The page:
woensdag 22 mei 2013

Be a Pragmatist, not an Evangelist.



A couple of weeks ago, during a code retreat, I was pairing up to start a new coding session.  As I wanted to write the first test, my partner said that I should avoid the word ‘should’ in my test names.  I kindly nodded my head but the first thought that crossed my mind was: here we go again.  As it appears, the word ‘should’ implies that my test might do something without any certainty that it will do something… Granted, it’s not wrong what I was told, still I was wondering: how much time and sometimes even money are developers wasting participating in these kind of ├╝ber developer sensei discussions?

Don’t get me wrong, I find discussions about code intriguing and I love learning from my fellow developers.  But… aren’t we sometimes pushing these kind of discussions into the ridicules? An industry as infantile as ours (not necessarily by age) should be worrying about larger problems.

It seems kind of trivial that this gets me going, but just think about how many times developers are wasting time and are overengineering their code because of silly discussions like these. 

For example, take the one assert per test rule.  How many evangelistic developers have I seen taking this rule to the extreme.  Testing a simple 1 on 1 mapper property by property.  And for what reason?  Because there is a golden rule that tells you that you must do this or you're not writing clean code?  Why not be more pragmatic? In many cases you have a beautiful set of testing tools! Use them to send messages to your test runner.  Extend your tools to make life easier.

Extremism can be a good thing to! Take Robert C. Martin, he’s one of my favorite speakers and is my favorite writer.  Yet, he is the Osama Bin Laden of clean code.  I can’t imagine anyone taking it more to the extreme than him.  In his case, good! We need magnets like these pulling developers away from the dark side of procedural spaghetti code.  Just as long as these developers still have a mind of their own, and know that the only golden rule is that there isn’t a golden rule.

Strive for Perfection, Settle for Excellence.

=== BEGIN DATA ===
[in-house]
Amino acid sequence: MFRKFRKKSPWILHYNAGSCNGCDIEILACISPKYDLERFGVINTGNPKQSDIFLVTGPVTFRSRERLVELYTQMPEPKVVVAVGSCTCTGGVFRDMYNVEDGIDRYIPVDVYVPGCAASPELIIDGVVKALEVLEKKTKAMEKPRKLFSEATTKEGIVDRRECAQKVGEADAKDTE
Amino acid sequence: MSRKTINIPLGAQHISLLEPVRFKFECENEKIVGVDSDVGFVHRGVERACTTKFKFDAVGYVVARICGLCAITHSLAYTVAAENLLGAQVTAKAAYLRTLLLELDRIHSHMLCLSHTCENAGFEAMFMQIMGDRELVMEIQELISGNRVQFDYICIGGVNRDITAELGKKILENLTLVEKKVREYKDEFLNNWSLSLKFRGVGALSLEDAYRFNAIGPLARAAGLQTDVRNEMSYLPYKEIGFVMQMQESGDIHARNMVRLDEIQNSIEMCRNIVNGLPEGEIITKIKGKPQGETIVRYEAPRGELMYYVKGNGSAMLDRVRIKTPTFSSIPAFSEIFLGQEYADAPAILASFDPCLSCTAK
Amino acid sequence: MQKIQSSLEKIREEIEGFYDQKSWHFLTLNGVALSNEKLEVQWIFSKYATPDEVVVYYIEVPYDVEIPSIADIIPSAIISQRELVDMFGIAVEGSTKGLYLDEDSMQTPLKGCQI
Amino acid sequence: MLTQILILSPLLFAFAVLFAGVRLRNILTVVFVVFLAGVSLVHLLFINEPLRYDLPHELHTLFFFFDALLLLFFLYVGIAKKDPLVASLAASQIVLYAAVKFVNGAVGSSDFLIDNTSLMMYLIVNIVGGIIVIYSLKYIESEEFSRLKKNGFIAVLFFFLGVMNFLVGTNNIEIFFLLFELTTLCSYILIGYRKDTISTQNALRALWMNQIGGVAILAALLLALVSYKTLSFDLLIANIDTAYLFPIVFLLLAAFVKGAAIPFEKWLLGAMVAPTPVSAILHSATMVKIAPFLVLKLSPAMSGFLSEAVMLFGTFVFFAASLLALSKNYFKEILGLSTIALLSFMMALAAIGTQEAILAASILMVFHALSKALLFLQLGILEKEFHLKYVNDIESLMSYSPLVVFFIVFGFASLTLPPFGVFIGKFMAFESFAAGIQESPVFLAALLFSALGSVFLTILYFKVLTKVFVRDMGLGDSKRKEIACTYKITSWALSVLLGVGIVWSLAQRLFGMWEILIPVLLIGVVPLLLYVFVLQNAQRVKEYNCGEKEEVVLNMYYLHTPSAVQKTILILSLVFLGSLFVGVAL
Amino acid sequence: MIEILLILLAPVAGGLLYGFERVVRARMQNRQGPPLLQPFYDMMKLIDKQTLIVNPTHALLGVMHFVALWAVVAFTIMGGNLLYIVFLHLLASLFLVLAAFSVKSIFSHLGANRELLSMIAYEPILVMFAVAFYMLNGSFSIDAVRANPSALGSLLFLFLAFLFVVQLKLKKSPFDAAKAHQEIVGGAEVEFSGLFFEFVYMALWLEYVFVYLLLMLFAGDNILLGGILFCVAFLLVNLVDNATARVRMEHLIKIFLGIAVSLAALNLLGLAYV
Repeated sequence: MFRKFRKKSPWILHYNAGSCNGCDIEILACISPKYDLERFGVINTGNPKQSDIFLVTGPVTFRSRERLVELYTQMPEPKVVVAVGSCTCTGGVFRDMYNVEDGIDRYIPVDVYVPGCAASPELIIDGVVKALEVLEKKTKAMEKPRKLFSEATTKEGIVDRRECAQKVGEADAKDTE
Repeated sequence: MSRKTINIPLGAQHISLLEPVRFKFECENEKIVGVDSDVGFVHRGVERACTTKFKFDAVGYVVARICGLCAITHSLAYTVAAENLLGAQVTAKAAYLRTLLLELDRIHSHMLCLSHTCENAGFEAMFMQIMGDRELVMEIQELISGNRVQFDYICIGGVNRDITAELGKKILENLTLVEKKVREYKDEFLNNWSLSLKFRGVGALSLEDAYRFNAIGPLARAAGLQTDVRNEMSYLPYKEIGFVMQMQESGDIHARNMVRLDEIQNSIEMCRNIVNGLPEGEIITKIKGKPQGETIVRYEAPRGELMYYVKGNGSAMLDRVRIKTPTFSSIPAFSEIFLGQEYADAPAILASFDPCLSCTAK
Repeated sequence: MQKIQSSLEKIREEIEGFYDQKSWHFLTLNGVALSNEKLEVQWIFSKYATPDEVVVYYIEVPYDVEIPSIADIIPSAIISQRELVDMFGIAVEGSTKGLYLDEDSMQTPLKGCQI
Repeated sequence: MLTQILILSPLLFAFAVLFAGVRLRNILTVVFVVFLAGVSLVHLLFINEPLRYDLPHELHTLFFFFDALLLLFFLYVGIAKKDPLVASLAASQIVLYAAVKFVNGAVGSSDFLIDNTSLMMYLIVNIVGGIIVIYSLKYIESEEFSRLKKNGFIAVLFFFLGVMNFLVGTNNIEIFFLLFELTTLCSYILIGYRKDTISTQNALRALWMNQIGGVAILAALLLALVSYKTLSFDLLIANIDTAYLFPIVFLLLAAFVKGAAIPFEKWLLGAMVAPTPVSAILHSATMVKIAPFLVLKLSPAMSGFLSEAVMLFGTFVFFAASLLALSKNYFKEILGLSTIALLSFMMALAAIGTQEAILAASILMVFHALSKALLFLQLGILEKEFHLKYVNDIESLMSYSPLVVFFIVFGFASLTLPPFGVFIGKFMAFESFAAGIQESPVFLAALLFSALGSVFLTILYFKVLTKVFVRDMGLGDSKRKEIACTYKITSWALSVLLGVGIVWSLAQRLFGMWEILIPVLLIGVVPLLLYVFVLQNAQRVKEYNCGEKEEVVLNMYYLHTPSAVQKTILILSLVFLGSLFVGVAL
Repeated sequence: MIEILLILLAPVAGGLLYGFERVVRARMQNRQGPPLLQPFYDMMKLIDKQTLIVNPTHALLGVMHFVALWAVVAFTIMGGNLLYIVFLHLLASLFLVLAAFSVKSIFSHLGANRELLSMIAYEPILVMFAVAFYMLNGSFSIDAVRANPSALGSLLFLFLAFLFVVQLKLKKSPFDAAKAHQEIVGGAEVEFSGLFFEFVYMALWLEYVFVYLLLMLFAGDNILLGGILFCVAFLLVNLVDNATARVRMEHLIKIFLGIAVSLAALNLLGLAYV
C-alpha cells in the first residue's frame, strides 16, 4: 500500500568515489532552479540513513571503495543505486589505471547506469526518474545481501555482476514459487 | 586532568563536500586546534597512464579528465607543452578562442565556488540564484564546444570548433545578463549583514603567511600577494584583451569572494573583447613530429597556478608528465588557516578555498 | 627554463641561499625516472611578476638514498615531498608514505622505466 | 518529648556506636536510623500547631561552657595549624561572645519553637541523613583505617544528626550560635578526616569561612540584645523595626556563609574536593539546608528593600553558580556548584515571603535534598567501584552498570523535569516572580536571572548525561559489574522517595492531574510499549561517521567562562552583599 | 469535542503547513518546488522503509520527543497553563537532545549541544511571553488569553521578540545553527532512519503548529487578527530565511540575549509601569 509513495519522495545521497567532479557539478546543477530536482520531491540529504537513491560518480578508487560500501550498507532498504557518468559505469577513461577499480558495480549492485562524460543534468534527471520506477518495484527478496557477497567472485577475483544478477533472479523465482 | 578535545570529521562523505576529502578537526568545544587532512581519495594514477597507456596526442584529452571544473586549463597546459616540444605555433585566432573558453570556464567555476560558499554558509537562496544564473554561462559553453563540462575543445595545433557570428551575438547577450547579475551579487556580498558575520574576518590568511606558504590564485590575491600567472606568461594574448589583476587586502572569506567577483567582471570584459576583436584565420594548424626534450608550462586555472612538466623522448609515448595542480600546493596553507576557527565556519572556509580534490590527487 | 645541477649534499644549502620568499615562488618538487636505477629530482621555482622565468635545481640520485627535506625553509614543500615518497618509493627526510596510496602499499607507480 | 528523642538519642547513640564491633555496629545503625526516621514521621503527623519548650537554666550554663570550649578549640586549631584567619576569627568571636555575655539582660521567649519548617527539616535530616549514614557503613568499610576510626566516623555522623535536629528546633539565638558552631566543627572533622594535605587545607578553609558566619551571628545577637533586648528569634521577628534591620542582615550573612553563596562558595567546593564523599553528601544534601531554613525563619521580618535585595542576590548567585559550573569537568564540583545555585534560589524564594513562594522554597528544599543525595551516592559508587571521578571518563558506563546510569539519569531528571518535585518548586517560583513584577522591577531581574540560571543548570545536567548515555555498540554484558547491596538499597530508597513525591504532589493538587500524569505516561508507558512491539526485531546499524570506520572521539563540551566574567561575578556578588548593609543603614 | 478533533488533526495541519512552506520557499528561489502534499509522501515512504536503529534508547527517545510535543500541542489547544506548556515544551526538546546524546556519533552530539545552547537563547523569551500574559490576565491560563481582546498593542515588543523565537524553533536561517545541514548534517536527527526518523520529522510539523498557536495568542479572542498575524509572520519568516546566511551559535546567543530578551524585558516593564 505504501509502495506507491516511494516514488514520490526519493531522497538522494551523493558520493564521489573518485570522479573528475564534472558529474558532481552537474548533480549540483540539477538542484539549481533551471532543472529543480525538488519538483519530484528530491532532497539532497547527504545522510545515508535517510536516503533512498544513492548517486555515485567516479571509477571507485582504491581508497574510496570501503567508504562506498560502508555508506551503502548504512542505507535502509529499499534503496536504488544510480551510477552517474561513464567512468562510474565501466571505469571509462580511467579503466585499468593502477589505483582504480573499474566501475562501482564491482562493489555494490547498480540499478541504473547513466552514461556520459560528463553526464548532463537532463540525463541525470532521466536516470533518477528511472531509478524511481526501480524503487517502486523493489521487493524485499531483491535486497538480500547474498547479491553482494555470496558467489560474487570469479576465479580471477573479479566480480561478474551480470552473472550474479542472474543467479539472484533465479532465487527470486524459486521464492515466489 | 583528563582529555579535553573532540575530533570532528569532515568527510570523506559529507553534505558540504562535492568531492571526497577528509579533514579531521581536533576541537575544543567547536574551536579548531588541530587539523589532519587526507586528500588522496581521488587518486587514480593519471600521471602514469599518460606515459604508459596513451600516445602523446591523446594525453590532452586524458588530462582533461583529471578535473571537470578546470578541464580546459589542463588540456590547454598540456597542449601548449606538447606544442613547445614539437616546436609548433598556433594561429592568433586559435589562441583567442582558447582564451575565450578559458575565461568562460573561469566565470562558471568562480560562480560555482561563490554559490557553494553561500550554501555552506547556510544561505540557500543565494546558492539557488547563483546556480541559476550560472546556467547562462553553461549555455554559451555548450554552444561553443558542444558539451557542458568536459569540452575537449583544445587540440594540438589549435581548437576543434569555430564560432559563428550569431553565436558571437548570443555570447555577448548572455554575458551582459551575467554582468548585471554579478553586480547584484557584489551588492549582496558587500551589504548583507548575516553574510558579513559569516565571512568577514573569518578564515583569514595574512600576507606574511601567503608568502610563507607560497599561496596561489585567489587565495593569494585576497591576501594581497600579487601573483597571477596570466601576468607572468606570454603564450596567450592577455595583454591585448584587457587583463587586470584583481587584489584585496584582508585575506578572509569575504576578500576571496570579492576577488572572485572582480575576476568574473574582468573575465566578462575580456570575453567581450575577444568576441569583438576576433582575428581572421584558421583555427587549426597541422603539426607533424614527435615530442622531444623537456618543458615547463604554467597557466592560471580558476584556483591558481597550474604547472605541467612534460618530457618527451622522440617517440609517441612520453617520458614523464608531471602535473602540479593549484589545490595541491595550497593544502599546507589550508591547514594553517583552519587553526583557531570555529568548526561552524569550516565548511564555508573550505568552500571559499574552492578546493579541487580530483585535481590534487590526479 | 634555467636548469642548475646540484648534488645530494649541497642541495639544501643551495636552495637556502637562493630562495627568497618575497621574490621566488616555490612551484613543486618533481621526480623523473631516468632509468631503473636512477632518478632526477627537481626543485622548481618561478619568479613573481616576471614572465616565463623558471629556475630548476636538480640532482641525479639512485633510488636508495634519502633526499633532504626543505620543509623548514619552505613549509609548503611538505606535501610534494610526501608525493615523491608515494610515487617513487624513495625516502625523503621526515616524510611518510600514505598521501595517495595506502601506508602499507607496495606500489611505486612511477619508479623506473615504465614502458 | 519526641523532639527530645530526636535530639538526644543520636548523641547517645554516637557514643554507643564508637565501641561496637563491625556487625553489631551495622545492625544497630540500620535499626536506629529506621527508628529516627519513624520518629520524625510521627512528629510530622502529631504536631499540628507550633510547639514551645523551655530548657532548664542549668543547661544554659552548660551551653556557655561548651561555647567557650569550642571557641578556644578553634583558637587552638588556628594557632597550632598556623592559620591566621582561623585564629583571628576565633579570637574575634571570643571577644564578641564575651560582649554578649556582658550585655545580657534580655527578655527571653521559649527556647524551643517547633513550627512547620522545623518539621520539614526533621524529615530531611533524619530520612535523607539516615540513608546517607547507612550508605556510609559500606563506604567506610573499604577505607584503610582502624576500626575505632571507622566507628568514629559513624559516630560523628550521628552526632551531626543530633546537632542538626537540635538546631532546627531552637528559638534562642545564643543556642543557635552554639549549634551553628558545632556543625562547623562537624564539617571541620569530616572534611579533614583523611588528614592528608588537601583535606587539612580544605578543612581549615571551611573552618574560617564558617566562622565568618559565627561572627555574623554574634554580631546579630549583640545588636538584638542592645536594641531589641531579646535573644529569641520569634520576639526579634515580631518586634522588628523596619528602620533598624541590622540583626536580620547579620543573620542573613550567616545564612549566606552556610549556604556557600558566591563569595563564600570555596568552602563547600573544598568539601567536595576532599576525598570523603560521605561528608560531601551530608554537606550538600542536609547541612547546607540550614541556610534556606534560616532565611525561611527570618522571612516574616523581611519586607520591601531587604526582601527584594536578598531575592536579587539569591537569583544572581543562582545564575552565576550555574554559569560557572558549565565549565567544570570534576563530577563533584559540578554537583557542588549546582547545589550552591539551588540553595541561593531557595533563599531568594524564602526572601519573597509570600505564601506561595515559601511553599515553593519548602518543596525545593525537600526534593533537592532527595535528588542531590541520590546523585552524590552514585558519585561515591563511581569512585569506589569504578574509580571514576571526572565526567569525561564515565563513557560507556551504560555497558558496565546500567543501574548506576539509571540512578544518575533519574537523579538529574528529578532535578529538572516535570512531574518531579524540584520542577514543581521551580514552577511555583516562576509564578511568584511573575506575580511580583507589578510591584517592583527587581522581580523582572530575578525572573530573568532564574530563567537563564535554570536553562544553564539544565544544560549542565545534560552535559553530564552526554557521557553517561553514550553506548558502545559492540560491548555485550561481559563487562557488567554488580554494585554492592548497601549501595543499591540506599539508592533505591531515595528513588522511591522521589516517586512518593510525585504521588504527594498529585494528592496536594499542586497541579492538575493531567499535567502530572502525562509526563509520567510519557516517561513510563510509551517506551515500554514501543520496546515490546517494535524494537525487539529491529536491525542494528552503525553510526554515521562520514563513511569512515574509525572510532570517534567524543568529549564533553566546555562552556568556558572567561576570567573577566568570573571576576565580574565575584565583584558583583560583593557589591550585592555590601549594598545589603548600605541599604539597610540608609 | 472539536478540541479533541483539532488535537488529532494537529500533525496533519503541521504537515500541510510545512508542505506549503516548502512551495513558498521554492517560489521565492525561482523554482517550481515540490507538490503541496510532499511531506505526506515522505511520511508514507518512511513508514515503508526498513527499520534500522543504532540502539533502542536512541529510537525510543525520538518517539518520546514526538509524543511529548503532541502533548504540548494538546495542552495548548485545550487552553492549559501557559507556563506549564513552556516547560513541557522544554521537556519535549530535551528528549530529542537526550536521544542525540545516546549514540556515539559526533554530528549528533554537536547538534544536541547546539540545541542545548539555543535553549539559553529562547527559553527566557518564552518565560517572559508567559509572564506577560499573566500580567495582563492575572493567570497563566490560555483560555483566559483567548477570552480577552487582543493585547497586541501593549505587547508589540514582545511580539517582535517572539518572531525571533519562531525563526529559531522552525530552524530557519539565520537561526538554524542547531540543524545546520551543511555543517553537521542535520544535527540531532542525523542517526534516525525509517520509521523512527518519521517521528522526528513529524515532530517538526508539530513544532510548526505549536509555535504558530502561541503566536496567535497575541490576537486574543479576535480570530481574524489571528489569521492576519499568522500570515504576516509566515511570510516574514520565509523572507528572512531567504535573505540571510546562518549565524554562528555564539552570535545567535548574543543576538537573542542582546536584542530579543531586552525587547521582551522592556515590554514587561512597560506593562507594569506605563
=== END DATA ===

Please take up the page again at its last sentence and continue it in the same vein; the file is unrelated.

zaterdag 5 januari 2013

Writing code on the Windows RT


So I've got this Surface RT thing sitting on my coffee table and I don't know what to do with it.  The first thought that crosses a developer's mind is: can I write some code on this?  At the moment of writing there are is no IDE or compiler available for Windows RT.
So this is going to be a bit harder than I thought.  I don't have enough free time (not to mention intelligence), to start writing my own compiler so let's forgo languages that need to be compiled to either intermediate language or machine language.  So scripting it is then.  Powershell is an option, but then I'd have to come up with some kind of way to start unit testing this stuff.  Do I want to write scripts in powershell beyond automation?  I want to write code that can be written in a TDD fashion and be represented in a fancy way.

Then it struck me, I already know how to do this... html and javascript.  Next thing I did was set up a small javascript and html project with Qunit and the html5 canvas.   This turned out to work pretty well.  The only pain I felt then was the lack of a descent enough IDE beyond notepad.  I searched the store and bought a texteditor with syntaxhighlighting.  There are some bugs that need to be ironed out but it suits my needs pretty well. 

Now I just snap my browser on the left side of my screen to use it as testrunner and on the right side of the screen I can code.  Just refresh the left side to watch your tests run.



So If the surface RT is your only device at the moment and you want to write some code, then I encourage you to download this startup project, a syntax highlighting texteditor and start coding!

Have fun!